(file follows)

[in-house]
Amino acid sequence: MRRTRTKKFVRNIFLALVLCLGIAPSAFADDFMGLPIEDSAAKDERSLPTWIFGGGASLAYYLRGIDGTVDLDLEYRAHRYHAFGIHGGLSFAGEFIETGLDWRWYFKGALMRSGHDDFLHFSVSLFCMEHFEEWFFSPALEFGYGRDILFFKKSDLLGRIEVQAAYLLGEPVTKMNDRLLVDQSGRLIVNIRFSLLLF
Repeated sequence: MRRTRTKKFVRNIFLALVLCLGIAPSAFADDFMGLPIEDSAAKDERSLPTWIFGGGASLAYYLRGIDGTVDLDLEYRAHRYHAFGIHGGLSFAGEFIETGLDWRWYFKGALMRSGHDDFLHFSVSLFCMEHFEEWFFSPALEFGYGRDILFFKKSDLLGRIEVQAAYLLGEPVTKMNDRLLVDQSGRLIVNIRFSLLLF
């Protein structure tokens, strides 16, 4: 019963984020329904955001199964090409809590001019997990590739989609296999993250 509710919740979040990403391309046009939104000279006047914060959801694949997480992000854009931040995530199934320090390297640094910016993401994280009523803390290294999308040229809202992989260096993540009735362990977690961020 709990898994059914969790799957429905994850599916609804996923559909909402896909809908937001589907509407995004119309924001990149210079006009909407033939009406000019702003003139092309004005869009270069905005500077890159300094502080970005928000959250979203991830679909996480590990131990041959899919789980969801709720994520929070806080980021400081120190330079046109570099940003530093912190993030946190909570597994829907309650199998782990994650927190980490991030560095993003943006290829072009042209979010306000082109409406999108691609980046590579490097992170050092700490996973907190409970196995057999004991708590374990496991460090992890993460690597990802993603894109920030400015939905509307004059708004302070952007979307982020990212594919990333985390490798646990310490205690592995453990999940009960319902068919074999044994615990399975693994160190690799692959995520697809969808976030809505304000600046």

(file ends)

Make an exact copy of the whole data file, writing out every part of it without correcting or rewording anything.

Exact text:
[in-house]
Amino acid sequence: MRRTRTKKFVRNIFLALVLCLGIAPSAFADDFMGLPIEDSAAKDERSLPTWIFGGGASLAYYLRGIDGTVDLDLEYRAHRYHAFGIHGGLSFAGEFIETGLDWRWYFKGALMRSGHDDFLHFSVSLFCMEHFEEWFFSPALEFGYGRDILFFKKSDLLGRIEVQAAYLLGEPVTKMNDRLLVDQSGRLIVNIRFSLLLF
Repeated sequence: MRRTRTKKFVRNIFLALVLCLGIAPSAFADDFMGLPIEDSAAKDERSLPTWIFGGGASLAYYLRGIDGTVDLDLEYRAHRYHAFGIHGGLSFAGEFIETGLDWRWYFKGALMRSGHDDFLHFSVSLFCMEHFEEWFFSPALEFGYGRDILFFKKSDLLGRIEVQAAYLLGEPVTKMNDRLLVDQSGRLIVNIRFSLLLF
């Protein structure tokens, strides 16, 4: 019963984020329904955001199964090409809590001019997990590739989609296999993250 509710919740979040990403391309046009939104000279006047914060959801694949997480992000854009931040995530199934320090390297640094910016993401994280009523803390290294999308040229809202992989260096993540009735362990977690961020 709990898994059914969790799957429905994850599916609804996923559909909402896909809908937001589907509407995004119309924001990149210079006009909407033939009406000019702003003139092309004005869009270069905005500077890159300094502080970005928000959250979203991830679909996480590990131990041959899919789980969801709720994520929070806080980021400081120190330079046109570099940003530093912190993030946190909570597994829907309650199998782990994650927190980490991030560095993003943006290829072009042209979010306000082109409406999108691609980046590579490097992170050092700490996973907190409970196995057999004991708590374990496991460090992890993460690597990802993603894109920030400015939905509307004059708004302070952007979307982020990212594919990333985390490798646990310490205690592995453990999940009960319902068919074999044994615990399975693994160190690799692959995520697809969808976030809505304000600046």